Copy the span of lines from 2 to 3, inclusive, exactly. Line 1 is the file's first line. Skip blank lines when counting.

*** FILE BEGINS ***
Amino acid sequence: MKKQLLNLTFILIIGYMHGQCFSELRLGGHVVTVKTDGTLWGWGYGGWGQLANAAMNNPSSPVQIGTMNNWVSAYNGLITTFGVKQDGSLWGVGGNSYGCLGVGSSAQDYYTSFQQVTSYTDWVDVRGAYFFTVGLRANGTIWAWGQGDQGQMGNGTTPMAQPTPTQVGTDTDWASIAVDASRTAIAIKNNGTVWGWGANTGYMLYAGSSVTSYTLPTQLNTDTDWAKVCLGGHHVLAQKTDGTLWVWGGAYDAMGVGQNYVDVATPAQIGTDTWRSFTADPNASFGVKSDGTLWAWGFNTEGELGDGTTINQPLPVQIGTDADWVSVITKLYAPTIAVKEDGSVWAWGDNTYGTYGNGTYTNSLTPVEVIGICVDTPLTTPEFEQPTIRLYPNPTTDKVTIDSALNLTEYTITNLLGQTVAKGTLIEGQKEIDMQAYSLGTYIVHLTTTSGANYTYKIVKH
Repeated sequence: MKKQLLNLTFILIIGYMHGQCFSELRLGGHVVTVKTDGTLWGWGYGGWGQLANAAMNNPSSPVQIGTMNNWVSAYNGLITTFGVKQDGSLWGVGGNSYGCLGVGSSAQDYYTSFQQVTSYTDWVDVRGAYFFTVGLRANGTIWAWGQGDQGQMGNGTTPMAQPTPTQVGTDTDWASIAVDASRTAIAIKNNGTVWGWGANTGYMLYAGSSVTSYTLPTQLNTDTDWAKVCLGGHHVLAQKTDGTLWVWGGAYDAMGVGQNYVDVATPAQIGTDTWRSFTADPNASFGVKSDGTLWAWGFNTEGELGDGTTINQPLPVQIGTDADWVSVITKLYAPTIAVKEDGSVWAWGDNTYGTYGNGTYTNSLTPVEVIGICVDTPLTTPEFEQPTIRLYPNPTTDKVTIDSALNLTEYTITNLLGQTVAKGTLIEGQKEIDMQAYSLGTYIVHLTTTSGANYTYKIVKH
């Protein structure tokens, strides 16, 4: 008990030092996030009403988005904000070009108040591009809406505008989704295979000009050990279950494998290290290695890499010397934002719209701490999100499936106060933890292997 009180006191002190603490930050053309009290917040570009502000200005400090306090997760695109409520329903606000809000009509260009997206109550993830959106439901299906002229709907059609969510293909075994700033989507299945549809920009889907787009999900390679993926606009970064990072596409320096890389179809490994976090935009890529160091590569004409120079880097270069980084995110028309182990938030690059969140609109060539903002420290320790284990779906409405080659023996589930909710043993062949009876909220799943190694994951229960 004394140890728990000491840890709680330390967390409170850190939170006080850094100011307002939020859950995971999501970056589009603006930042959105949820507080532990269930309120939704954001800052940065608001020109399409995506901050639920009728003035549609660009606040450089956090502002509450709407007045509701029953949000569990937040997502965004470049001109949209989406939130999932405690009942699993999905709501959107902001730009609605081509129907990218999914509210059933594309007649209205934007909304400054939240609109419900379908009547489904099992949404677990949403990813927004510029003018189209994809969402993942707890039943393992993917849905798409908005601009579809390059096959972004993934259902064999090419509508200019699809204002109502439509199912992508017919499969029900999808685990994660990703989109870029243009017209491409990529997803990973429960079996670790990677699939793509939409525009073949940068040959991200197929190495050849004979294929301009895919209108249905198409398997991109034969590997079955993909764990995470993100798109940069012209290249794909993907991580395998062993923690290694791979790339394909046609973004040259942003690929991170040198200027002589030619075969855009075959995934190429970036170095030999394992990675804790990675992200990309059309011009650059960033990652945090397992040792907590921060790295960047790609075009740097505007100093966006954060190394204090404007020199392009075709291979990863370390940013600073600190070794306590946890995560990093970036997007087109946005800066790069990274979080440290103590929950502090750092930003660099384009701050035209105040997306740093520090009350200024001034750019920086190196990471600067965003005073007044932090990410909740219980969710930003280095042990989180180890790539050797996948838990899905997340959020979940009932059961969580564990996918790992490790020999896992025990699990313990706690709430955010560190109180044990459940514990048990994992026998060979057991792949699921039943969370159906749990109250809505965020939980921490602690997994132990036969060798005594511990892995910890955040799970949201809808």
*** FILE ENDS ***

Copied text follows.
Repeated sequence: MKKQLLNLTFILIIGYMHGQCFSELRLGGHVVTVKTDGTLWGWGYGGWGQLANAAMNNPSSPVQIGTMNNWVSAYNGLITTFGVKQDGSLWGVGGNSYGCLGVGSSAQDYYTSFQQVTSYTDWVDVRGAYFFTVGLRANGTIWAWGQGDQGQMGNGTTPMAQPTPTQVGTDTDWASIAVDASRTAIAIKNNGTVWGWGANTGYMLYAGSSVTSYTLPTQLNTDTDWAKVCLGGHHVLAQKTDGTLWVWGGAYDAMGVGQNYVDVATPAQIGTDTWRSFTADPNASFGVKSDGTLWAWGFNTEGELGDGTTINQPLPVQIGTDADWVSVITKLYAPTIAVKEDGSVWAWGDNTYGTYGNGTYTNSLTPVEVIGICVDTPLTTPEFEQPTIRLYPNPTTDKVTIDSALNLTEYTITNLLGQTVAKGTLIEGQKEIDMQAYSLGTYIVHLTTTSGANYTYKIVKH
């Protein structure tokens, strides 16, 4: 008990030092996030009403988005904000070009108040591009809406505008989704295979000009050990279950494998290290290695890499010397934002719209701490999100499936106060933890292997 009180006191002190603490930050053309009290917040570009502000200005400090306090997760695109409520329903606000809000009509260009997206109550993830959106439901299906002229709907059609969510293909075994700033989507299945549809920009889907787009999900390679993926606009970064990072596409320096890389179809490994976090935009890529160091590569004409120079880097270069980084995110028309182990938030690059969140609109060539903002420290320790284990779906409405080659023996589930909710043993062949009876909220799943190694994951229960 004394140890728990000491840890709680330390967390409170850190939170006080850094100011307002939020859950995971999501970056589009603006930042959105949820507080532990269930309120939704954001800052940065608001020109399409995506901050639920009728003035549609660009606040450089956090502002509450709407007045509701029953949000569990937040997502965004470049001109949209989406939130999932405690009942699993999905709501959107902001730009609605081509129907990218999914509210059933594309007649209205934007909304400054939240609109419900379908009547489904099992949404677990949403990813927004510029003018189209994809969402993942707890039943393992993917849905798409908005601009579809390059096959972004993934259902064999090419509508200019699809204002109502439509199912992508017919499969029900999808685990994660990703989109870029243009017209491409990529997803990973429960079996670790990677699939793509939409525009073949940068040959991200197929190495050849004979294929301009895919209108249905198409398997991109034969590997079955993909764990995470993100798109940069012209290249794909993907991580395998062993923690290694791979790339394909046609973004040259942003690929991170040198200027002589030619075969855009075959995934190429970036170095030999394992990675804790990675992200990309059309011009650059960033990652945090397992040792907590921060790295960047790609075009740097505007100093966006954060190394204090404007020199392009075709291979990863370390940013600073600190070794306590946890995560990093970036997007087109946005800066790069990274979080440290103590929950502090750092930003660099384009701050035209105040997306740093520090009350200024001034750019920086190196990471600067965003005073007044932090990410909740219980969710930003280095042990989180180890790539050797996948838990899905997340959020979940009932059961969580564990996918790992490790020999896992025990699990313990706690709430955010560190109180044990459940514990048990994992026998060979057991792949699921039943969370159906749990109250809505965020939980921490602690997994132990036969060798005594511990892995910890955040799970949201809808």